Templating semiconductor nanoparticles’ growth on the surface of biological self-assembled molecules is a promising avenue over the limitations that top-down techniques may impose on device fabrication. We report on two-dimensional ordered structures of preformed TOPO (trioctylphosphine oxide) capped CdSe@ZnS core-shell quantum dots (Qdots) on self-assembled peptide fibrils. An amphiphilic peptide was employed both as ligand-exchange element (via its cysteine residues) and as a structural scaffold for the ordering of Qdots at the water-chloroform interface. We discuss the topological arrangement of the Qdots as imposed by the peptide fibril film and the impact of the assembly on the materials’ photoluminescent properties, which display signatures of long-range electronic energy transfer.
In this work, a systematic modeling study of polarization-induced internal field effects on the gain spectrum and threshold current density was performed. Two laser diodes of technological relevance: the In0.2Ga0.8N/GaN hexagonal nitride laser structures grown along the polar c-axis with internal field values up to 1.8MV/cm, and the In0.1Ga0.9As/Al0.15Ga0.85As (111)B laser structures with internal field values up to 100kV/cm were studied. The gain model is based on a self-consistent solution of Poisson-Schroedinger equations, and takes into account strain effects, free carrier screening, and the field dependence of gain and spontaneous emission rate.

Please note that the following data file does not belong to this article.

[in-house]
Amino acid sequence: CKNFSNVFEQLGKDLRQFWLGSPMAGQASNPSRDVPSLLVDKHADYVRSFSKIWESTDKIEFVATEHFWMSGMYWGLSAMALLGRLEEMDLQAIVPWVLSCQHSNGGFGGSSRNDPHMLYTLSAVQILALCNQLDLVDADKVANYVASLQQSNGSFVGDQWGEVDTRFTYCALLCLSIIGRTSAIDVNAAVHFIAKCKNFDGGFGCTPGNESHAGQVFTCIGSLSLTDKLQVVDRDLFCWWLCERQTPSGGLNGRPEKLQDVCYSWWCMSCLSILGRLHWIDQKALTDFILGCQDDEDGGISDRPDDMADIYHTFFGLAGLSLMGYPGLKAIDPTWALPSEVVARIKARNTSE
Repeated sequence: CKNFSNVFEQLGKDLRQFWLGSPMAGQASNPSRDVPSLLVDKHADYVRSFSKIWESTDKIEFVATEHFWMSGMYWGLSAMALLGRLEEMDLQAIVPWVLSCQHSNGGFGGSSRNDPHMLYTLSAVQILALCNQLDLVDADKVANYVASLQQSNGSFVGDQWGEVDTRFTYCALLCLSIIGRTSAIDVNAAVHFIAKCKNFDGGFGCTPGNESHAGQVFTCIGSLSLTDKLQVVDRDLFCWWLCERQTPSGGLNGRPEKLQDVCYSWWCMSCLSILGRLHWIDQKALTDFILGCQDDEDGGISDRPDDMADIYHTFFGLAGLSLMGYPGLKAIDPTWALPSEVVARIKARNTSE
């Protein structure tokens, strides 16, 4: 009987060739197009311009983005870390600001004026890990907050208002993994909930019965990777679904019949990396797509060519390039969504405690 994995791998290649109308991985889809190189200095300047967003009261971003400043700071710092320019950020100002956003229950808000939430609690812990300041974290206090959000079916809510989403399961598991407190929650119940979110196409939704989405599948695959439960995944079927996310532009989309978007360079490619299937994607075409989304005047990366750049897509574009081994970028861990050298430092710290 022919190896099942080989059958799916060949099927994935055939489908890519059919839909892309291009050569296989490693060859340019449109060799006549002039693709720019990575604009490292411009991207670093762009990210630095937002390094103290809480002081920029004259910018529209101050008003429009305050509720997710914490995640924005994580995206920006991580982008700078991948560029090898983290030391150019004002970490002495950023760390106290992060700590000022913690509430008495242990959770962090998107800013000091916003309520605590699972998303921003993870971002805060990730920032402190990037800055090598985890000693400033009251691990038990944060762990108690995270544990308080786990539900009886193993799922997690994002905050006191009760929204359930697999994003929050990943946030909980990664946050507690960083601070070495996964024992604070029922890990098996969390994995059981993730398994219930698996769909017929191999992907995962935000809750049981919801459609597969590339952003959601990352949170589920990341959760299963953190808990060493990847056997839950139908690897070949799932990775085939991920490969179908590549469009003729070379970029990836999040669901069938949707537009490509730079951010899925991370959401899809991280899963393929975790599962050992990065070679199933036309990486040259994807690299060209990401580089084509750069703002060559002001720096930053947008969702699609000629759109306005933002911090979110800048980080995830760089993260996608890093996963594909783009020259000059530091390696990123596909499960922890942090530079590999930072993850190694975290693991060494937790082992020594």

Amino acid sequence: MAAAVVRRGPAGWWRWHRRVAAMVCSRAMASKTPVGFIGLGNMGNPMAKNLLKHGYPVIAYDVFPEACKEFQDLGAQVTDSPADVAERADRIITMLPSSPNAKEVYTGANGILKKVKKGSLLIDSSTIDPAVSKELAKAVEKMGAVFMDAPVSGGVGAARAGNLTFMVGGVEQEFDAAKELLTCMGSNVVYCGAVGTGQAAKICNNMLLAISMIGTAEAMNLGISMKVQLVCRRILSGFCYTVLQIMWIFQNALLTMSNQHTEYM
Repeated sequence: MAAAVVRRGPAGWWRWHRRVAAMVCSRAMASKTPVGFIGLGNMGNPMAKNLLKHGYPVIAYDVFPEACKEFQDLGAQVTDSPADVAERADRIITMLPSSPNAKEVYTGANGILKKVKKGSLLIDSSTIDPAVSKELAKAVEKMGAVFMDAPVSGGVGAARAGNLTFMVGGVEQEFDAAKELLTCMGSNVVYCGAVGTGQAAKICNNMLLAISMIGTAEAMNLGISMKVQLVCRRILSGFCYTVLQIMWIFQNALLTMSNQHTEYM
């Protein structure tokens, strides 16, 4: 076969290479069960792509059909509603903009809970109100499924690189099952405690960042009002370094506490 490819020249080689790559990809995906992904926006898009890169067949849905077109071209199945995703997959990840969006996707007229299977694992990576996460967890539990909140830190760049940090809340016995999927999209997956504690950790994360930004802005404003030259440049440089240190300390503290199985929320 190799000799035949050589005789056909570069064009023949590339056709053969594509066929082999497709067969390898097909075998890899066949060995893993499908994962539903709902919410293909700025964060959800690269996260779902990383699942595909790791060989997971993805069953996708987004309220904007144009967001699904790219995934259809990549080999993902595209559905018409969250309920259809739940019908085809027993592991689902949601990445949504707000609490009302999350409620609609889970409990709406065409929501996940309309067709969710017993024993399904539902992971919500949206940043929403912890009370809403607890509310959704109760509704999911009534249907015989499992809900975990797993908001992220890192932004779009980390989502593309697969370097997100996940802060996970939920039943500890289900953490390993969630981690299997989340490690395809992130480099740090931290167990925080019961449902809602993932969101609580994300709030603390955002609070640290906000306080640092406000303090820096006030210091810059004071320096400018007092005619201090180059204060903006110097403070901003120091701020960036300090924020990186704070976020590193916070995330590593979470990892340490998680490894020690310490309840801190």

In the nitride case, some of our main findings are: (a) assuming a laser structure with a single In0.2Ga0.8N/GaN quantum well (QW) and a modal gain Γg=30cm-1, the optimal QW width in terms of lowest current threshold is ≈3nm. (b) For a 3nm-wide QW and Γg=30cm-1, the presence of the internal field increases the threshold current over the zero-field value by at least a factor of three. This factor increases further for higher Γg's. (c) The optimal number of In0.2Ga0.8N/GaN QWs in the active region of a nitride laser with cavity losses of 30cm-1 is four, assuming homogeneous QW pumping.
In the arsenide case, however, our modeling shows that in some circumstances the internal field is beneficial and can lead to a substantial reduction of the threshold current, especially for cavities with low optical losses. This reduction was confirmed experimentally, by measuring systematically lower threshold current densities in In0.1Ga0.9As/Al0.15Ga0.85As (111)B laser diodes, compared to (100)-ones, carrying no internal field.